No. 144, Aug. 6, 2020
Hello Revelator readers,
One of the world's rarest, most beautiful and least-seen frogs has been rediscovered — along with a host of other unique species — at a remote reserve in Ecuador. We've got the dramatic story, a look at the threats facing the frogs' habitat and, of course, the amazing photos.
Porcupines don't get much conservation attention — everyone assumes they're still common — but new research reveals troubling levels of porcupine poaching and online trafficking. It's all about what's in their stomachs.
Parasites are more likely to go extinct than their hosts — and that's a problem for entire ecosystems that depend on them. Our latest expert essay offers a new framework to help conserve these oft-maligned species.
The fallout from environmental toxicity is often more than physical. Check out our interview with environmental justice expert Harriet Washington, whose book A Terrible Thing to Waste is out in paperback this week.
Subscriber bonus: The Wild 5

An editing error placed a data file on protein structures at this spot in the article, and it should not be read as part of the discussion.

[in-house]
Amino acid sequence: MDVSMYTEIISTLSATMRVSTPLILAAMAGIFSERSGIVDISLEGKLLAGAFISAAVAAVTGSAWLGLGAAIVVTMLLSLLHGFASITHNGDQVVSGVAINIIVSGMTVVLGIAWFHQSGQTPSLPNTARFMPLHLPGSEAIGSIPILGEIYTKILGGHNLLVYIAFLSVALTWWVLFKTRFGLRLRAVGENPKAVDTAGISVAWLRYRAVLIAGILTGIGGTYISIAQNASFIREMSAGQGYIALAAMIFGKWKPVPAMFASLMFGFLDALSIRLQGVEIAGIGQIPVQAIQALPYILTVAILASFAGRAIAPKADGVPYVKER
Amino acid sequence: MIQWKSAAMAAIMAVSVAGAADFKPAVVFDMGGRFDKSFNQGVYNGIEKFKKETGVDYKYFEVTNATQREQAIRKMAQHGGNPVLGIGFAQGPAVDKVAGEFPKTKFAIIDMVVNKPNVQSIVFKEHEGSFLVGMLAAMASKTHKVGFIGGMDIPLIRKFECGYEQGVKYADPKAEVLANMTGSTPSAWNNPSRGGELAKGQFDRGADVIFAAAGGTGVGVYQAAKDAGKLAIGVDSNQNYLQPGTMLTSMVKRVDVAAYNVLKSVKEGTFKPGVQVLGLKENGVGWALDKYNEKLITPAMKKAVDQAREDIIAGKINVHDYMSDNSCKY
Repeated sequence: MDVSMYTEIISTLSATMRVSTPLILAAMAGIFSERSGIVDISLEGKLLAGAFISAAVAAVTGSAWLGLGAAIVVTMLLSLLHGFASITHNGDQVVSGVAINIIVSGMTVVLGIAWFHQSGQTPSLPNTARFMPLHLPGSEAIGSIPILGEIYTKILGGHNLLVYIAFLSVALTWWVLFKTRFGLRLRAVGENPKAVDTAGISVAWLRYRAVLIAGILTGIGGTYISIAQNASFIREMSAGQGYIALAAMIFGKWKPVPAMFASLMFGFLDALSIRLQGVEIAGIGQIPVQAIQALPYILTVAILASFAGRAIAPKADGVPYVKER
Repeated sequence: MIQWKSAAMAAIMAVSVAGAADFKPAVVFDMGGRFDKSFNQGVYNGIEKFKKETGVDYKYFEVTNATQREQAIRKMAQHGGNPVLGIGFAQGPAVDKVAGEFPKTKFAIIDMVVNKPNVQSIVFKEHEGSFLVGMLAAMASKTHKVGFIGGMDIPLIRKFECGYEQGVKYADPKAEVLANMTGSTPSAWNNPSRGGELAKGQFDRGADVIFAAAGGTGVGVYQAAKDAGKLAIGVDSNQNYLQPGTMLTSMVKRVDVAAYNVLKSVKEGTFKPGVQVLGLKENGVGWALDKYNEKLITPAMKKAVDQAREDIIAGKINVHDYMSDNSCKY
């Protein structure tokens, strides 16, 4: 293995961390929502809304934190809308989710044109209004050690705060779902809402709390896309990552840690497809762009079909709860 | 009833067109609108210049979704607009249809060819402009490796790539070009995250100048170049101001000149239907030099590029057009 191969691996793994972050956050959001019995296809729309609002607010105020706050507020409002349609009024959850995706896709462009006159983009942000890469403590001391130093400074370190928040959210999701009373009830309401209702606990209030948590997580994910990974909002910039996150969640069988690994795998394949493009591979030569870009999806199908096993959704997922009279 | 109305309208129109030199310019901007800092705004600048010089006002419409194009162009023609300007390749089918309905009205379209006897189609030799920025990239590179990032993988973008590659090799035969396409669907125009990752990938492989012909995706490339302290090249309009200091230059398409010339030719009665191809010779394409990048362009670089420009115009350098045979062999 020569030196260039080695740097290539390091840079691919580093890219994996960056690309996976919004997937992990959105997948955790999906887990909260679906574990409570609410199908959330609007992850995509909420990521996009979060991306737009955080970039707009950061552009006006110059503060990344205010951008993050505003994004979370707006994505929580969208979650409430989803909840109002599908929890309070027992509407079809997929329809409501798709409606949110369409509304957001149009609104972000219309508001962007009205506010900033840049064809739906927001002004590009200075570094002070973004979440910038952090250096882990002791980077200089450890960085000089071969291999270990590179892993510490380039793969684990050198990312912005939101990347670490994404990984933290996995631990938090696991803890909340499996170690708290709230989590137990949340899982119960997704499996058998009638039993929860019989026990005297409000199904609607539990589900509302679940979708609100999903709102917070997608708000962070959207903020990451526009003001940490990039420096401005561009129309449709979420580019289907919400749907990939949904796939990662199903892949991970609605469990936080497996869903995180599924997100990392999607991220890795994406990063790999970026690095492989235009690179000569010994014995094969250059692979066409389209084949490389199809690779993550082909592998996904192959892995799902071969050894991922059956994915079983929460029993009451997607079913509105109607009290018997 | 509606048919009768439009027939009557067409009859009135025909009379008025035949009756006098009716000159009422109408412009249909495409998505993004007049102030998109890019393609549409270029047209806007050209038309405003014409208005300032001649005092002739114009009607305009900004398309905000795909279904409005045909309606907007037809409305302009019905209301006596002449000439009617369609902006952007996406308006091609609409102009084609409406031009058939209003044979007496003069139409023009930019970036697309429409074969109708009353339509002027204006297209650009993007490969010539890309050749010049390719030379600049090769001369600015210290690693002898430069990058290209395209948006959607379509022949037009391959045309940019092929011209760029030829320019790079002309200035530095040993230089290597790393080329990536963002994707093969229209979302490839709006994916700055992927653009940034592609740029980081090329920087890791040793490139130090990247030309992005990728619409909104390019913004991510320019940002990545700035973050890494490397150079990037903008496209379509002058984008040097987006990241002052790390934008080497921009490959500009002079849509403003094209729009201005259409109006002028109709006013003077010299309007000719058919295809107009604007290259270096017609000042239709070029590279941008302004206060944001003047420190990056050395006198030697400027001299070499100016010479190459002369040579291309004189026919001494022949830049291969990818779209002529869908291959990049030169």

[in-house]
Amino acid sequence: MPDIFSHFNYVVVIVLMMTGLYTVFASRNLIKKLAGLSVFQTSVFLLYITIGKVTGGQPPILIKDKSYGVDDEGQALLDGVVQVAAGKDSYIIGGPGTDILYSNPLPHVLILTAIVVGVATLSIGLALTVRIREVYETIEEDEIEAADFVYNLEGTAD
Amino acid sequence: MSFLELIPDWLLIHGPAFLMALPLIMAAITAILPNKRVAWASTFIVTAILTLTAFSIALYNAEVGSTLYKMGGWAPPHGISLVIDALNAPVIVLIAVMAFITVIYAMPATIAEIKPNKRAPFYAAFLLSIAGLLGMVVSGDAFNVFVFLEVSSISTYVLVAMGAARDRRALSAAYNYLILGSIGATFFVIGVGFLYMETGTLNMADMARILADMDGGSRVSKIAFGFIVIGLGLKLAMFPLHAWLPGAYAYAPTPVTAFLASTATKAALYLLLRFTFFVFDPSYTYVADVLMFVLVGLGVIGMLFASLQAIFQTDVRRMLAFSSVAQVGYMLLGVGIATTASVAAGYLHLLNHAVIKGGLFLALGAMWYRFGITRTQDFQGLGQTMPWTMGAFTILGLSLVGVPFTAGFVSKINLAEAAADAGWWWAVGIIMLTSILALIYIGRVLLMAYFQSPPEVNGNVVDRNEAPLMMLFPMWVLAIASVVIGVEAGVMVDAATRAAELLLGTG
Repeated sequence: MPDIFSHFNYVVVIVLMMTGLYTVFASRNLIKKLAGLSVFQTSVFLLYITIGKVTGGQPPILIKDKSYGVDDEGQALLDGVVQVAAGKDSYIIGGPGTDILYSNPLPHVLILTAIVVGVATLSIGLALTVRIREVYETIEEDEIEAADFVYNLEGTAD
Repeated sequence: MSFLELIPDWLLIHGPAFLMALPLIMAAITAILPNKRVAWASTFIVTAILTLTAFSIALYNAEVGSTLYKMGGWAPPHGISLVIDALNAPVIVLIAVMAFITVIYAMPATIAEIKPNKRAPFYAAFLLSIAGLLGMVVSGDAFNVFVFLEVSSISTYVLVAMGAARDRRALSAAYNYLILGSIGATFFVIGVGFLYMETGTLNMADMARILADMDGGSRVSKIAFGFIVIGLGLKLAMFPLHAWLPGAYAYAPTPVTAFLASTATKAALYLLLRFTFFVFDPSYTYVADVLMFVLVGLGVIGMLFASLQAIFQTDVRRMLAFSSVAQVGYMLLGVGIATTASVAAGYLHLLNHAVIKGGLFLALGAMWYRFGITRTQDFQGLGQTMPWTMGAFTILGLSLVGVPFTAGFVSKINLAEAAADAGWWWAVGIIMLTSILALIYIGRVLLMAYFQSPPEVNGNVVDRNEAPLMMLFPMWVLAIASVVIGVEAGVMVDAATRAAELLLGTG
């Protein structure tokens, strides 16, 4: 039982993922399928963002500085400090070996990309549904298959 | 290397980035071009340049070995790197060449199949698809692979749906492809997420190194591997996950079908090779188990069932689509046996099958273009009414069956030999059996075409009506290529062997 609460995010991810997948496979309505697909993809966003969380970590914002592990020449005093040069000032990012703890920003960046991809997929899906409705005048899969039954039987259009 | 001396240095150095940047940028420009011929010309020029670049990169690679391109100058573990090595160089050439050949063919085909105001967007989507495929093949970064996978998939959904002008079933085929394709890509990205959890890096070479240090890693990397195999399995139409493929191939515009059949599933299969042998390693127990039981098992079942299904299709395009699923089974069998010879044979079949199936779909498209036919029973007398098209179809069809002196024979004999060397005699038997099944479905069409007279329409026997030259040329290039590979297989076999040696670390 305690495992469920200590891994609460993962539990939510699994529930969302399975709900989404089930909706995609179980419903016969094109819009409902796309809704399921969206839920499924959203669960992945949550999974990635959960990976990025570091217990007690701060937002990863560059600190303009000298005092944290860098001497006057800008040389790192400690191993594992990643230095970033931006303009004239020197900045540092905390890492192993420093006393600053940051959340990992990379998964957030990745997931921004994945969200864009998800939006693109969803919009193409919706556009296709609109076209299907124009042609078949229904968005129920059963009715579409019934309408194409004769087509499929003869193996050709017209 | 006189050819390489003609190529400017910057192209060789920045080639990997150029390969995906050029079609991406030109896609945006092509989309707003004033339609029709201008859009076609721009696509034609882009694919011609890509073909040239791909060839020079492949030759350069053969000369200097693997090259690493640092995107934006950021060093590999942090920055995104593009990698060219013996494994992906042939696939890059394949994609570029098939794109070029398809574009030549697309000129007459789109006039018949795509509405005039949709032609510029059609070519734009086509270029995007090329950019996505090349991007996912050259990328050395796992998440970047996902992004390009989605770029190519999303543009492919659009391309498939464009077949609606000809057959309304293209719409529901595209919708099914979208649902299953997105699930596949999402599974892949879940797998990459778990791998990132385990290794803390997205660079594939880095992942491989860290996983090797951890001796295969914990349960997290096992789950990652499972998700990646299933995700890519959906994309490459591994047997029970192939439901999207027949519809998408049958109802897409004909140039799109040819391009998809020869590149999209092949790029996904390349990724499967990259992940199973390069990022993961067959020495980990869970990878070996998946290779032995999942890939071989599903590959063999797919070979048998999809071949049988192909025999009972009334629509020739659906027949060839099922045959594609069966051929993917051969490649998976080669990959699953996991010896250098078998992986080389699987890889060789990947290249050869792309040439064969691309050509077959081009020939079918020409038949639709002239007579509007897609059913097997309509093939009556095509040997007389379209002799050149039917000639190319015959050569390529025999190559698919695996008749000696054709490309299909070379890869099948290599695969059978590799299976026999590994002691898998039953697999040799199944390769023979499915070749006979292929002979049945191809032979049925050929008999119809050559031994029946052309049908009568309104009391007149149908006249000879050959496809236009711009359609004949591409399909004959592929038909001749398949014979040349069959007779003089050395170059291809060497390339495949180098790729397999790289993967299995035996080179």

Here are five more stories we're watching this week.
1. "Rising Temperatures Will Cause More Deaths Than All Infectious Diseases — Study" (The Guardian)
2. "Trump's Pick to Manage Public Lands Has Four-decade History of 'Overt Racism' Toward Native People" (The Intercept)
3. "The Mysterious Life of Birds Who Never Come Down" (The New York Times Magazine)
4. "Navajo Nation Issues Opposition Letter to Little Colorado Confluence Dam Project" (The Arizona Republic)
5. "Say Hello to Madagascar's Newest Mouse Lemur, a Pint-sized Primate" (Mongabay)
What should we cover next?
Our stories rely on insight from experts, frontline activists and readers around the world — especially these days, when so much damage is being done behind the scenes, out of the public eye. We want to hear from you, so please drop us a line anytime.
Can cities ever go zero-waste? We've got a look at one city that tried — and what held them back.
Look for our latest links in next Thursday's newsletter — or follow us on Twitter and Facebook for headlines as they go live.
As always, thank you for reading — and stay safe.